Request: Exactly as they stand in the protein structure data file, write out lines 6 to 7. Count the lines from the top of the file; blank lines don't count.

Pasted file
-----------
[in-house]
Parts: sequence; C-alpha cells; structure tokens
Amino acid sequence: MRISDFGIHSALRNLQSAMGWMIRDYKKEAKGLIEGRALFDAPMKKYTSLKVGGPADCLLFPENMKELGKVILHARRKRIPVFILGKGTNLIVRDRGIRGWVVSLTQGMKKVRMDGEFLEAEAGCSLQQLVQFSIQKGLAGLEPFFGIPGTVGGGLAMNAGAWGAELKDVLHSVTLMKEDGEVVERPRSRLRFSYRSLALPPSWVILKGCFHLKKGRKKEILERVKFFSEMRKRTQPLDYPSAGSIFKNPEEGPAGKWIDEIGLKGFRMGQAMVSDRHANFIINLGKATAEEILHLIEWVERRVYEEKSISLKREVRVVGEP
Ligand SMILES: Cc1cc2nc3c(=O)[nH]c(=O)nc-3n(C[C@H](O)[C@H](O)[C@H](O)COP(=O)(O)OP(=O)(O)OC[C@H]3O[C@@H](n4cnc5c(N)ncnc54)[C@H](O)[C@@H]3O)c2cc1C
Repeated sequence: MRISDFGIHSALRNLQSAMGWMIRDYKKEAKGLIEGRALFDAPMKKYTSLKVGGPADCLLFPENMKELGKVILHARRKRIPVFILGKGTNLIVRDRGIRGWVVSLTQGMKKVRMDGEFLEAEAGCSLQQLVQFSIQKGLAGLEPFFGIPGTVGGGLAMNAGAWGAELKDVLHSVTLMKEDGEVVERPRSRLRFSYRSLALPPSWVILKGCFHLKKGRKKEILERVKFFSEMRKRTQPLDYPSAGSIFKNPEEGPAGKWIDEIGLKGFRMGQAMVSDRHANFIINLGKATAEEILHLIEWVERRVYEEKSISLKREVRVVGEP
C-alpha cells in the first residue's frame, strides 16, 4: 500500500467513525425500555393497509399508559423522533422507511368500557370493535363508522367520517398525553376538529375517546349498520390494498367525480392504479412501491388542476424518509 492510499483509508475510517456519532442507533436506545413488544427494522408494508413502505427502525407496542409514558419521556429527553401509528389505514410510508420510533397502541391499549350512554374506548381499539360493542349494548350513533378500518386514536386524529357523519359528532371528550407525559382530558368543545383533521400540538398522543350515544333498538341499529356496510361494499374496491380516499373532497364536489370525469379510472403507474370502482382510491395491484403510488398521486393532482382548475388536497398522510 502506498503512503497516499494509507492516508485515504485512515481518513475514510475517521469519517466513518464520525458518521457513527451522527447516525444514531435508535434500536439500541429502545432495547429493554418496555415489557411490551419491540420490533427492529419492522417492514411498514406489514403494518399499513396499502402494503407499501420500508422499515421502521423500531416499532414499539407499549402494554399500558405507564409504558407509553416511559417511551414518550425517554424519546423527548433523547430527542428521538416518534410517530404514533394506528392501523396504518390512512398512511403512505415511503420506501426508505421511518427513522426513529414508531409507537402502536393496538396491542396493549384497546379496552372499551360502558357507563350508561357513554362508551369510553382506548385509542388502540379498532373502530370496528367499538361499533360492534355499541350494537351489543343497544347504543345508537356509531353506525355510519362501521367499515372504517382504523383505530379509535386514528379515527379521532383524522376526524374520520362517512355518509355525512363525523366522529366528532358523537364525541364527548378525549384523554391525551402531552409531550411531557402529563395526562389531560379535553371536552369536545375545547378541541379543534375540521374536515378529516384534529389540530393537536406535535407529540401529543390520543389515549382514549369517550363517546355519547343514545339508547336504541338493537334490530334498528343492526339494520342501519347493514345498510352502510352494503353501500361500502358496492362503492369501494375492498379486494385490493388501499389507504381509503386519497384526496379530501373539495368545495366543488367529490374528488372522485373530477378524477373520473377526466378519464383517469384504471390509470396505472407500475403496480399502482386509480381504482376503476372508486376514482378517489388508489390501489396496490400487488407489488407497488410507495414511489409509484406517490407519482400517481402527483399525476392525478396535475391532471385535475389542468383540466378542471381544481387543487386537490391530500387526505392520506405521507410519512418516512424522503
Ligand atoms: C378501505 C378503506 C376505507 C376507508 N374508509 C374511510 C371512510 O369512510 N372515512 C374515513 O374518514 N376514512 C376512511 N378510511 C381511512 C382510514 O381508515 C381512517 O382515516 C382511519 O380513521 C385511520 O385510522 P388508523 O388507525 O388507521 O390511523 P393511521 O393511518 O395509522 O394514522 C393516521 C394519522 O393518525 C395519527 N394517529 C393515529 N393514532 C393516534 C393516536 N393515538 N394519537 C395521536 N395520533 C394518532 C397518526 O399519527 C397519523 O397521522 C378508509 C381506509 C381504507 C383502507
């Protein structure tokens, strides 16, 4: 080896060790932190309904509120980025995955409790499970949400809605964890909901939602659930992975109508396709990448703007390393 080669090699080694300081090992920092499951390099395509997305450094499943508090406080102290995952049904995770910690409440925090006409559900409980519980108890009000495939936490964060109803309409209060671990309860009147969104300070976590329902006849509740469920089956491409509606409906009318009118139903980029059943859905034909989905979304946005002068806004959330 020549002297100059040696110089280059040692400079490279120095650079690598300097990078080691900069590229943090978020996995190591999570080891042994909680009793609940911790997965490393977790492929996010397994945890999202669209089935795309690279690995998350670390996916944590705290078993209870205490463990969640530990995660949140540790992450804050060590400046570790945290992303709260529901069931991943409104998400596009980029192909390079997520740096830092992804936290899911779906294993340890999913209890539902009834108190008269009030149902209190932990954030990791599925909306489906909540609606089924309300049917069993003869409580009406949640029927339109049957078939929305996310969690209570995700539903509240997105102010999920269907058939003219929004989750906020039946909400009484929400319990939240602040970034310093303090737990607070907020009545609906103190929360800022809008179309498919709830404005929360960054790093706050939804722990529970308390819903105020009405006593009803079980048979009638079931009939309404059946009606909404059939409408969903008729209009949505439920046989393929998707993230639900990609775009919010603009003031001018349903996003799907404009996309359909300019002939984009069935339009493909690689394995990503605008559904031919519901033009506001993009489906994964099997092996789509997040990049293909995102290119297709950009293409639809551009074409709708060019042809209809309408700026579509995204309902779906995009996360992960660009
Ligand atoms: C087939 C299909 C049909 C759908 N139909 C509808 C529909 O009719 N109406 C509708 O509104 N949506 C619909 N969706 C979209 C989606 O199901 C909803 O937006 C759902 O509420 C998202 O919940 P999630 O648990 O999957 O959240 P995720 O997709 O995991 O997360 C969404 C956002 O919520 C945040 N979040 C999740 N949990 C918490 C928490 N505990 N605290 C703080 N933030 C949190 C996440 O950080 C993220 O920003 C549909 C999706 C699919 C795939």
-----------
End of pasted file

C-alpha cells in the first residue's frame, strides 16, 4: 500500500467513525425500555393497509399508559423522533422507511368500557370493535363508522367520517398525553376538529375517546349498520390494498367525480392504479412501491388542476424518509 492510499483509508475510517456519532442507533436506545413488544427494522408494508413502505427502525407496542409514558419521556429527553401509528389505514410510508420510533397502541391499549350512554374506548381499539360493542349494548350513533378500518386514536386524529357523519359528532371528550407525559382530558368543545383533521400540538398522543350515544333498538341499529356496510361494499374496491380516499373532497364536489370525469379510472403507474370502482382510491395491484403510488398521486393532482382548475388536497398522510 502506498503512503497516499494509507492516508485515504485512515481518513475514510475517521469519517466513518464520525458518521457513527451522527447516525444514531435508535434500536439500541429502545432495547429493554418496555415489557411490551419491540420490533427492529419492522417492514411498514406489514403494518399499513396499502402494503407499501420500508422499515421502521423500531416499532414499539407499549402494554399500558405507564409504558407509553416511559417511551414518550425517554424519546423527548433523547430527542428521538416518534410517530404514533394506528392501523396504518390512512398512511403512505415511503420506501426508505421511518427513522426513529414508531409507537402502536393496538396491542396493549384497546379496552372499551360502558357507563350508561357513554362508551369510553382506548385509542388502540379498532373502530370496528367499538361499533360492534355499541350494537351489543343497544347504543345508537356509531353506525355510519362501521367499515372504517382504523383505530379509535386514528379515527379521532383524522376526524374520520362517512355518509355525512363525523366522529366528532358523537364525541364527548378525549384523554391525551402531552409531550411531557402529563395526562389531560379535553371536552369536545375545547378541541379543534375540521374536515378529516384534529389540530393537536406535535407529540401529543390520543389515549382514549369517550363517546355519547343514545339508547336504541338493537334490530334498528343492526339494520342501519347493514345498510352502510352494503353501500361500502358496492362503492369501494375492498379486494385490493388501499389507504381509503386519497384526496379530501373539495368545495366543488367529490374528488372522485373530477378524477373520473377526466378519464383517469384504471390509470396505472407500475403496480399502482386509480381504482376503476372508486376514482378517489388508489390501489396496490400487488407489488407497488410507495414511489409509484406517490407519482400517481402527483399525476392525478396535475391532471385535475389542468383540466378542471381544481387543487386537490391530500387526505392520506405521507410519512418516512424522503
Ligand atoms: C378501505 C378503506 C376505507 C376507508 N374508509 C374511510 C371512510 O369512510 N372515512 C374515513 O374518514 N376514512 C376512511 N378510511 C381511512 C382510514 O381508515 C381512517 O382515516 C382511519 O380513521 C385511520 O385510522 P388508523 O388507525 O388507521 O390511523 P393511521 O393511518 O395509522 O394514522 C393516521 C394519522 O393518525 C395519527 N394517529 C393515529 N393514532 C393516534 C393516536 N393515538 N394519537 C395521536 N395520533 C394518532 C397518526 O399519527 C397519523 O397521522 C378508509 C381506509 C381504507 C383502507